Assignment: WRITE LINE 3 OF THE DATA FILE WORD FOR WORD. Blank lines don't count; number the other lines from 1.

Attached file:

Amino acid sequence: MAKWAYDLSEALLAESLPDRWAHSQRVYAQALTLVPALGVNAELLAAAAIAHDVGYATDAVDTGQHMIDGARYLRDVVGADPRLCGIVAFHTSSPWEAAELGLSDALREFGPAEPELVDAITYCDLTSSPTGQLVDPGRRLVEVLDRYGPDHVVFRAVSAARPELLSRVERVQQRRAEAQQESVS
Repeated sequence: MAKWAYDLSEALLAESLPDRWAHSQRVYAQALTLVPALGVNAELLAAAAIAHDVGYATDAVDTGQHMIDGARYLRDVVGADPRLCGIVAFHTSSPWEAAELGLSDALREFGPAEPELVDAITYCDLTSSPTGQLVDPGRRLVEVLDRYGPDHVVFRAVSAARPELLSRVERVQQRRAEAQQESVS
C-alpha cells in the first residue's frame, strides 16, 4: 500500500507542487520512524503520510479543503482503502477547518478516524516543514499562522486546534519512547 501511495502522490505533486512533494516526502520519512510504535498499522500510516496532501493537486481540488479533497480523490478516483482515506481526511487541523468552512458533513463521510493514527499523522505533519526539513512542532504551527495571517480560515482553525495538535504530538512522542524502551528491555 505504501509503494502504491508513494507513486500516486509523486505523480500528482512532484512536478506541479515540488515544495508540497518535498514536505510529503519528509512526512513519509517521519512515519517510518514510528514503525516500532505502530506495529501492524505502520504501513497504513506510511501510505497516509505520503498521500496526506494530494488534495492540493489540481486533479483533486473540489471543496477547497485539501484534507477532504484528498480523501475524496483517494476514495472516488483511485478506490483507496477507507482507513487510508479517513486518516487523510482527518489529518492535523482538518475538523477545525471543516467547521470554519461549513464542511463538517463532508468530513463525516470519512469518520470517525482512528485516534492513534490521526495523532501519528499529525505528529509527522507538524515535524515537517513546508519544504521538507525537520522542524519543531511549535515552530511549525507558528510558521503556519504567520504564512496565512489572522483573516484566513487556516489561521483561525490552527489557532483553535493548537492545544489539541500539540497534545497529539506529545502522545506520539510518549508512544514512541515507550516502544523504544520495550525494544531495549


C-alpha cells in the first residue's frame, strides 16, 4: 500500500507542487520512524503520510479543503482503502477547518478516524516543514499562522486546534519512547 501511495502522490505533486512533494516526502520519512510504535498499522500510516496532501493537486481540488479533497480523490478516483482515506481526511487541523468552512458533513463521510493514527499523522505533519526539513512542532504551527495571517480560515482553525495538535504530538512522542524502551528491555 505504501509503494502504491508513494507513486500516486509523486505523480500528482512532484512536478506541479515540488515544495508540497518535498514536505510529503519528509512526512513519509517521519512515519517510518514510528514503525516500532505502530506495529501492524505502520504501513497504513506510511501510505497516509505520503498521500496526506494530494488534495492540493489540481486533479483533486473540489471543496477547497485539501484534507477532504484528498480523501475524496483517494476514495472516488483511485478506490483507496477507507482507513487510508479517513486518516487523510482527518489529518492535523482538518475538523477545525471543516467547521470554519461549513464542511463538517463532508468530513463525516470519512469518520470517525482512528485516534492513534490521526495523532501519528499529525505528529509527522507538524515535524515537517513546508519544504521538507525537520522542524519543531511549535515552530511549525507558528510558521503556519504567520504564512496565512489572522483573516484566513487556516489561521483561525490552527489557532483553535493548537492545544489539541500539540497534545497529539506529545502522545506520539510518549508512544514512541515507550516502544523504544520495550525494544531495549